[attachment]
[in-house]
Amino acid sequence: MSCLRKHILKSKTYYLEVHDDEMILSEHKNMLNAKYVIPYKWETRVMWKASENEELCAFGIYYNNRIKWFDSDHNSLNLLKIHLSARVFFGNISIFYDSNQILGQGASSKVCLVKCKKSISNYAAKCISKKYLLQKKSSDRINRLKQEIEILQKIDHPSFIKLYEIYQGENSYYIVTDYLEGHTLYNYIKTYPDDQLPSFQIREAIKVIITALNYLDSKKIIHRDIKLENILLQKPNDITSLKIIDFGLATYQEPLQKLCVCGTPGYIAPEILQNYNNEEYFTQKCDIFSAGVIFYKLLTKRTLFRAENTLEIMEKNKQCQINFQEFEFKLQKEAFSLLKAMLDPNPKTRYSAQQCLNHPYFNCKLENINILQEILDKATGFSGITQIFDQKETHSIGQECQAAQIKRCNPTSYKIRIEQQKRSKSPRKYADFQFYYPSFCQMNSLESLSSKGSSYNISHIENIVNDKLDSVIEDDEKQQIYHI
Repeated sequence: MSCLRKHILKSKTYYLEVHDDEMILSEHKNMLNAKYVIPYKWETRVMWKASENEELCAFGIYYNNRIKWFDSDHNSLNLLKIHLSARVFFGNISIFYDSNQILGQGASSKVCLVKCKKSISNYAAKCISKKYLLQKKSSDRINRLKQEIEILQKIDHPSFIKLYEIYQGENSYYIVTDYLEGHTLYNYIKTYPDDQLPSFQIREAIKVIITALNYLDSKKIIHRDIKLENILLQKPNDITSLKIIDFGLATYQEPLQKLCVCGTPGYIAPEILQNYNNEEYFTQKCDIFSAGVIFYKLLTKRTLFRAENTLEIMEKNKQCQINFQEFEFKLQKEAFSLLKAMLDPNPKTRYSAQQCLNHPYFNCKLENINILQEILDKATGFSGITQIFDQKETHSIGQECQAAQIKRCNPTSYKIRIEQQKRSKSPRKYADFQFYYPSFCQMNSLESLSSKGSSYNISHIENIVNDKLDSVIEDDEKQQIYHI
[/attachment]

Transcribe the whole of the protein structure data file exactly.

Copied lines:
[in-house]
Amino acid sequence: MSCLRKHILKSKTYYLEVHDDEMILSEHKNMLNAKYVIPYKWETRVMWKASENEELCAFGIYYNNRIKWFDSDHNSLNLLKIHLSARVFFGNISIFYDSNQILGQGASSKVCLVKCKKSISNYAAKCISKKYLLQKKSSDRINRLKQEIEILQKIDHPSFIKLYEIYQGENSYYIVTDYLEGHTLYNYIKTYPDDQLPSFQIREAIKVIITALNYLDSKKIIHRDIKLENILLQKPNDITSLKIIDFGLATYQEPLQKLCVCGTPGYIAPEILQNYNNEEYFTQKCDIFSAGVIFYKLLTKRTLFRAENTLEIMEKNKQCQINFQEFEFKLQKEAFSLLKAMLDPNPKTRYSAQQCLNHPYFNCKLENINILQEILDKATGFSGITQIFDQKETHSIGQECQAAQIKRCNPTSYKIRIEQQKRSKSPRKYADFQFYYPSFCQMNSLESLSSKGSSYNISHIENIVNDKLDSVIEDDEKQQIYHI
Repeated sequence: MSCLRKHILKSKTYYLEVHDDEMILSEHKNMLNAKYVIPYKWETRVMWKASENEELCAFGIYYNNRIKWFDSDHNSLNLLKIHLSARVFFGNISIFYDSNQILGQGASSKVCLVKCKKSISNYAAKCISKKYLLQKKSSDRINRLKQEIEILQKIDHPSFIKLYEIYQGENSYYIVTDYLEGHTLYNYIKTYPDDQLPSFQIREAIKVIITALNYLDSKKIIHRDIKLENILLQKPNDITSLKIIDFGLATYQEPLQKLCVCGTPGYIAPEILQNYNNEEYFTQKCDIFSAGVIFYKLLTKRTLFRAENTLEIMEKNKQCQINFQEFEFKLQKEAFSLLKAMLDPNPKTRYSAQQCLNHPYFNCKLENINILQEILDKATGFSGITQIFDQKETHSIGQECQAAQIKRCNPTSYKIRIEQQKRSKSPRKYADFQFYYPSFCQMNSLESLSSKGSSYNISHIENIVNDKLDSVIEDDEKQQIYHI